The Future of the UK’s Housing Crisis

Housing Crisis

Late last year, the National Housing Federation released the first ever “state of the nation” report, revealing shocking figures into the UK’s housing crisis. Of these figures, the report showed that 1 in 7 people were directly affected by the housing crisis. This totals to over 8 million people throughout England living in homes that are unaffordable, unsuitable or insecure.

This report captured to true scale of the UK’s housing crisis, with people from all generations, from all over the country suffering from this crisis. Not only have these figures shown the diversity in people suffering from this crisis, it also shows how differently sufferers are affected by it, from unaffordable house and rental prices to low-quality homes, overcrowded homes and more.

The National Housing Federation has concluded through its research that the UK will need 340,000 new homes built a year, 145,000 of these being social homes.

Chief Executive of the National Housing Federation Kate Henderson has commented that this research reveals the full enormity of the housing crisis – clearly, it is the single biggest domestic issue we face.”

Henderson further stated: “From Cornwall to Cumbria, millions of people are being pushed into debt and poverty because rent is too expensive, children can’t study because they have no space in their overcrowded homes, and many older or disabled people are struggling to move around their own home because it’s unsuitable.”

An Arguably Dated Planning System

Ashley Ilsen of Magnet Capital has also made comments regarding the UK’s current housing crisis and ways to make improvements to it, stating the following on the matter:

“I believe a key area where we can start making serious headway into solving the housing crisis is assisting the SME developer, who have traditionally struggled more when it comes to access to finance. The key is making sure that the right developer is matched with the most appropriate lender and that will always be down to the skill of the broker. The beauty of development finance is that every deal is different and there are many different ways of funding a development project.”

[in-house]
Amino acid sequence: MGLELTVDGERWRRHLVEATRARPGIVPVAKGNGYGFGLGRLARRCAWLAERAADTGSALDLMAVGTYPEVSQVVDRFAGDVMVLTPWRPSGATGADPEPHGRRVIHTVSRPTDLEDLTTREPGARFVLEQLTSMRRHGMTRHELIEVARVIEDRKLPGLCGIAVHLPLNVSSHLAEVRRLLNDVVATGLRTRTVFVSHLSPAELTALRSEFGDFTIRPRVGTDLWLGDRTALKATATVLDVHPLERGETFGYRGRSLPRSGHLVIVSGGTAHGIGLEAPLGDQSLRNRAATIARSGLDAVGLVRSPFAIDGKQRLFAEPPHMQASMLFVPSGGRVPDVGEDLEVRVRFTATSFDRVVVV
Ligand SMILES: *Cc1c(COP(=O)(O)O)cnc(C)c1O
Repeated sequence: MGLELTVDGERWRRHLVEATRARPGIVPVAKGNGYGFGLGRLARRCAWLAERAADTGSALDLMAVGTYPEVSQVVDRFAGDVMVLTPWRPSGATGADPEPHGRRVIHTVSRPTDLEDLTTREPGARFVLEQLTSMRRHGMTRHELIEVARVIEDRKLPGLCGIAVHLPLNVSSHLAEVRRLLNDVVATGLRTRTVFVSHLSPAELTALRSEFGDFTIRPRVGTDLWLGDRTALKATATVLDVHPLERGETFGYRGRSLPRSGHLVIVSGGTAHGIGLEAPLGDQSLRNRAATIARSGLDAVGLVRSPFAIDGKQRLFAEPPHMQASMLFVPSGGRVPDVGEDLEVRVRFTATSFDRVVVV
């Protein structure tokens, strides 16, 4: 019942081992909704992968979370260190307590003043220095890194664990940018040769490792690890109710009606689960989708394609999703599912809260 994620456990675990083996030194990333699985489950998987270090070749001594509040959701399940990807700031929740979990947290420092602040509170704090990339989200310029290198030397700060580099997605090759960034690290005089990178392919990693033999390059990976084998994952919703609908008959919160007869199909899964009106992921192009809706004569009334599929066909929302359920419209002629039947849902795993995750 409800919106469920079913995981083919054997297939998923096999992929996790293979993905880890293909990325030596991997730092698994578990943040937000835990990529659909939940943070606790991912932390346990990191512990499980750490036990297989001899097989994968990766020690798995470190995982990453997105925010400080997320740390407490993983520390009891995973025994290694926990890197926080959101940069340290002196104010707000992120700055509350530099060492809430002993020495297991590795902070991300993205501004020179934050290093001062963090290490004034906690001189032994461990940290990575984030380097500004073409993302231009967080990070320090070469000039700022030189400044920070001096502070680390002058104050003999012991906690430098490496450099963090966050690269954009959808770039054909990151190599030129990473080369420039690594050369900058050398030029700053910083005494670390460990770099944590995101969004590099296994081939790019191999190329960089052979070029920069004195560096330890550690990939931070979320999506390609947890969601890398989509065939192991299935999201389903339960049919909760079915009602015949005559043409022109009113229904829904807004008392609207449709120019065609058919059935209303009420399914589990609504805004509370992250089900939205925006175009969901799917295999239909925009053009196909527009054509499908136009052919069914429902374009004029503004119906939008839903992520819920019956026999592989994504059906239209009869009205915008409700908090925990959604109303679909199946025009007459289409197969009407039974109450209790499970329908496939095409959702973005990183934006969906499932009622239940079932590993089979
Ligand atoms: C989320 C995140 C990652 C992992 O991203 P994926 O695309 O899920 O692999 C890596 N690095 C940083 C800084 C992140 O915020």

Ilsen further comments: “Access to finance is just one of many supply side areas that need urgent improvement if we are going to help increase the amount of new housing we are adding to the existing stock. As a specialist development finance lender we consistently hear the same complaints about a lack of quick and flexible funding and I hasten to add that there are still plenty of lenders operating in the development finance sector that don’t have the required expertise.”

“Aside from this I believe the main area where we can improve the supply of new housing stock is the current planning system. Our current planning system is arguably dated and not fit to handle the increasing demand that we need to fill for new homes. My previous conversations with government bodies about the planning system have inevitably proved to be unsuccessful and I have found that this has mainly been down to an unwillingness to change.”

“Dramatic change to the ways, and more importantly timescales, that developers are able to obtain planning would no doubt improve the current state of play and this ties in closely to how us as funders can deploy our capital. Closely linked to the planning system is the availability of land which could be used for development. As we have seen with permitted development it only takes a slightly more innovative approach to make a big difference. As with most supply side factors, the onus is on the government to help stimulate these areas to help SME builders and developers make a larger contribution to new homes in the UK.”